Anniversaries, Birthdays and Special Days
Anniversaries, birthdays, religious festivals, Mother’s Day, Father’s Day, family celebrations and other special days including Red Nose Day may be especially difficult. As the day draws closer and closer, you may dread how you and your children will react. You may be worried about how to handle all the feelings that these days might bring up.
This may be a confusing time for children. They may be afraid of what other people are going to expect of them. They may be afraid to ask the questions that are bothering them. They may feel guilty for looking forward to the holiday or they may just want to avoid the whole holiday time. Because you seem sad, they may think they should feel the same way and they may be worried when they don’t.
Family customs can be painful or a comfort around special holidays. Ask yourself what is best for you and your family. Younger children may draw comfort from family traditions. Older children may want to change everything because the memories are painful. Give each other choices. Whatever works for you and your family is right for you.
“These traditions are really important because they give some sense of normality to the kids.” (Jo)
“Ask them what they want to do on anniversaries and birthdays. We donate a book to the school library on Linda’s birthday, and we donate to Red Nose Grief and Loss on Ryan’s.” (Jo)
There is much less anxiety if you and your children know ahead of time what to expect. Start talking about your plans before the special day.
There are many things that you can do with your children:
- You can make a collage of the child who died with pictures, written messages, a lock of hair …. anything special
- Looking at family photos together can be an opportunity to talk about the child who has died, share memories and to recall the good times
- Choose a personal belonging or buy something that represents the child to give to each of your surviving children. Explain why you chose that item. This will give your children something tangible to hold on to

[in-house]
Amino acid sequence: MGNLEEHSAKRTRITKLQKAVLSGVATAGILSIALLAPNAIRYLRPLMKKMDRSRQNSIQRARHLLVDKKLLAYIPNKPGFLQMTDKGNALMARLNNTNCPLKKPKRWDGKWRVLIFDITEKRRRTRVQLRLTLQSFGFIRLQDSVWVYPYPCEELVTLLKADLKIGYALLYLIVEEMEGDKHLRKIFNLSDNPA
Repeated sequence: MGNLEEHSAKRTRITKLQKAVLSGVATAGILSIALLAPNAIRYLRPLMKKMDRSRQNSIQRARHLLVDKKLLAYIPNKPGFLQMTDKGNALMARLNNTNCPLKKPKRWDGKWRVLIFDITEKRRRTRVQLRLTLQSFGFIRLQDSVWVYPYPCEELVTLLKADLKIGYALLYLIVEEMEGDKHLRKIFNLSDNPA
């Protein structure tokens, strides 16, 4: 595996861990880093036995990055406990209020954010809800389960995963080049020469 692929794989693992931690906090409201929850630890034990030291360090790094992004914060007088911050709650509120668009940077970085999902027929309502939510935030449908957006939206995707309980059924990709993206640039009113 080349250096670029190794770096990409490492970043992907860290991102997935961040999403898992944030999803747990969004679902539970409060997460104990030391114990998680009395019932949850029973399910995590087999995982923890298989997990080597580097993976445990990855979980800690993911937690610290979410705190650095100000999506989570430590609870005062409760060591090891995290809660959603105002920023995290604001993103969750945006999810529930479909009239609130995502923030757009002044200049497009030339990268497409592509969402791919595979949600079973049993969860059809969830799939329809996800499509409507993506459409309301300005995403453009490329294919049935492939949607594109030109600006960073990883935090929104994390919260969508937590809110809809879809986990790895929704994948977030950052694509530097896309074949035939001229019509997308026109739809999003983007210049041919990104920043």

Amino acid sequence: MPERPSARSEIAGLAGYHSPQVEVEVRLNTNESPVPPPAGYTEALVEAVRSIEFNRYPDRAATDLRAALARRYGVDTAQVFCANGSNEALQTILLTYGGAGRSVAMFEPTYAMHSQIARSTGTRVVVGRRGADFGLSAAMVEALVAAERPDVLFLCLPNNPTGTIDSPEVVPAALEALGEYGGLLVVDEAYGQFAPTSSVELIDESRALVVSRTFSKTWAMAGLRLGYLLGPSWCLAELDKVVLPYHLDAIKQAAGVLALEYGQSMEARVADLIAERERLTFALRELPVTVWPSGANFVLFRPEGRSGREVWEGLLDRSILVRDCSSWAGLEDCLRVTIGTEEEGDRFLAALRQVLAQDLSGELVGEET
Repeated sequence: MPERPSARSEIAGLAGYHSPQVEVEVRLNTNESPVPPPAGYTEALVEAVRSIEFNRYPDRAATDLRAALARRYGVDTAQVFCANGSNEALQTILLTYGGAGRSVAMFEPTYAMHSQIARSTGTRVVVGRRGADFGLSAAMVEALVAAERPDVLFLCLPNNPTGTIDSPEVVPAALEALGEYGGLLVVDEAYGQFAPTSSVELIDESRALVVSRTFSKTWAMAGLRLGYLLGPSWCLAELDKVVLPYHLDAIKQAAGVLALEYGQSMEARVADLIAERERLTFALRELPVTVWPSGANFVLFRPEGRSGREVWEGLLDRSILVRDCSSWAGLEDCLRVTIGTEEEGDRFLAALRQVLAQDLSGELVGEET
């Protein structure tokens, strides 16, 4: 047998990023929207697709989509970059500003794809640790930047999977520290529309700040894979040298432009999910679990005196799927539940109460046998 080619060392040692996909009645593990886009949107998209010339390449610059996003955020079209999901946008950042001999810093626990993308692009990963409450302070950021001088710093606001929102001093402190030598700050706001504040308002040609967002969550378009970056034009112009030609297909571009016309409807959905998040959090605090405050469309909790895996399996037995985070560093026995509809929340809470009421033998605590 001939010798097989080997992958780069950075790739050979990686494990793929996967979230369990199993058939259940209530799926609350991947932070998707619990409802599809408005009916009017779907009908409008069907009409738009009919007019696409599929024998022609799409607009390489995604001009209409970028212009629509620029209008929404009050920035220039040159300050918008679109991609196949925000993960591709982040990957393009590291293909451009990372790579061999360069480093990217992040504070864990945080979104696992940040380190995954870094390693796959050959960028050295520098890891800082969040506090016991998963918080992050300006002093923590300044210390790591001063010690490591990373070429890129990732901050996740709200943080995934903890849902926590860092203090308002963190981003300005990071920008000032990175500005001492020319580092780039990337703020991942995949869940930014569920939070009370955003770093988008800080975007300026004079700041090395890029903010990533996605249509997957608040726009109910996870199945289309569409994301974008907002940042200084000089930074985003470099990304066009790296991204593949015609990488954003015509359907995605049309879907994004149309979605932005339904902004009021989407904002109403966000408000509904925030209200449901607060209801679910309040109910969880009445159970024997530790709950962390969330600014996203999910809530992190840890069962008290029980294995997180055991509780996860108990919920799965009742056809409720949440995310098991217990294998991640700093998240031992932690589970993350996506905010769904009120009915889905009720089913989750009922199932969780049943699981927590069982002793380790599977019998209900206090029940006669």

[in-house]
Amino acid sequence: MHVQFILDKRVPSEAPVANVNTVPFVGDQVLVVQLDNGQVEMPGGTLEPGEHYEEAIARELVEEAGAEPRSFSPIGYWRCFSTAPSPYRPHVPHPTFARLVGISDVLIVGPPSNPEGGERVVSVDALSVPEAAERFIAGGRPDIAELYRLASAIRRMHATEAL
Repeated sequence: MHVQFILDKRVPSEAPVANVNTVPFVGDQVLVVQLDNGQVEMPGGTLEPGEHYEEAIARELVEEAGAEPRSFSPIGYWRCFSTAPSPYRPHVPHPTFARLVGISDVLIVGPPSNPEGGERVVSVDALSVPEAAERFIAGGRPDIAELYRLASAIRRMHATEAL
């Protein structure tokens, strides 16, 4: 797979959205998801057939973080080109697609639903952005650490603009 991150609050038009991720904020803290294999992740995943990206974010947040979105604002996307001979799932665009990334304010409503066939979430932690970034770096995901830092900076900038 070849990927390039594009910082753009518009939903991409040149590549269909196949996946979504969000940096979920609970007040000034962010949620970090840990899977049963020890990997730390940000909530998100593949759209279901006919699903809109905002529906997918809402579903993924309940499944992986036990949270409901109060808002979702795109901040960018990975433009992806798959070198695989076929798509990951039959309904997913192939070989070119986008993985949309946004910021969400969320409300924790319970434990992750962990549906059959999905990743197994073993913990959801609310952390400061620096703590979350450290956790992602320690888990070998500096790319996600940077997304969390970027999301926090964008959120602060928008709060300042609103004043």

- Children can make a memory book of all the things they remember about their brother or sister. They can put in letters, drawings or photos
- On birthdays and anniversaries you can have a cake complete with candles. Everyone can make a wish and blow out the candles together
One mother said:
“We lost twins at birth. When it was time for their first birthday, I asked my 5 year old if we should make a cake. He thought for a minute and then he answered, ‘We’d better make it angel food.’”
“We go out for the day on Jared’s birthday. We have a birthday cake, candles and balloons.” (Sharon)
- Visit the cemetery and take flowers, notes or balloons
“On birthdays and anniversaries we have balloons and have a family tea. On the anniversary, we always take the day off and go to the cemetery.” (Sharon)
“Ian and I always take the day off on Molly’s birthday. Tim always has, too.” (Jill)
The festive season can be very hard, reminding you of who is missing. You may want to change some things, start some new traditions or keep some of the old ones. Do what you can to create a gentle feeling about the holidays.
“At Christmas Eve, we leave lollies in Jared’s stocking and Santa leaves a plant for the garden.” (Sharon)
“We still hang Lewis’ stocking at Christmas and have a special star for the tree.” (Kath)
Other ways of remembering that families have found helpful:
“Going to the Red Nose Memorial Service helps. Dan and Tim went for the first time this year. They were thrilled that they had done it for Molly.” (Jill)
“Hannah usually goes to the Memorial Service. Sometimes she cries. We always do something special after the Memorial Service.” (Jenny)
“Kyle doesn’t talk about Ryan, but he does come to the Memorial Service on Red Nose Day. He used to come to the Children’s Program at Red Nose Grief and Loss and that helped him.” (Jo)
“We do rituals for Kate like lighting candles.” (Belinda)
“We have a Fairy Garden for Molly. We have a tree out the front with fairy lights. The boys light candles underneath the tree.” (Jill)
Music can be helpful as a way of expressing emotions.
“It wasn’t until I played a song by Eric Bogle, called ‘Elizabeth’s Song,’ that she began talking to me about Jesse and asking me questions. I was so relieved when she started telling me what she remembered.” (Alex)
Special days can be opportunities to help each other through the grief all of you share. Sharing memories may bring tears, but these are healing and okay, especially on these special days.
This article was prepared using extracts from What about the Other Kids?1 The full text is available online or contact Red Nose Grief and Loss Services on 1300 308 307 for a printed version.
Last reviewed: 30/11/23
1. Bereaved Parents & SIDS and Kids. (2005). What About the Other Kids? A Booklet by and for Parents of Children whose Brother or Sister has Died (D. Same, Com., M. Bannan, A. Faulkner, J. Foong, S. Foong, J. Frisina, L. Green, R. Green, …& H. Wilson, Illus.). Malvern, Vic.: SIDS and Kids.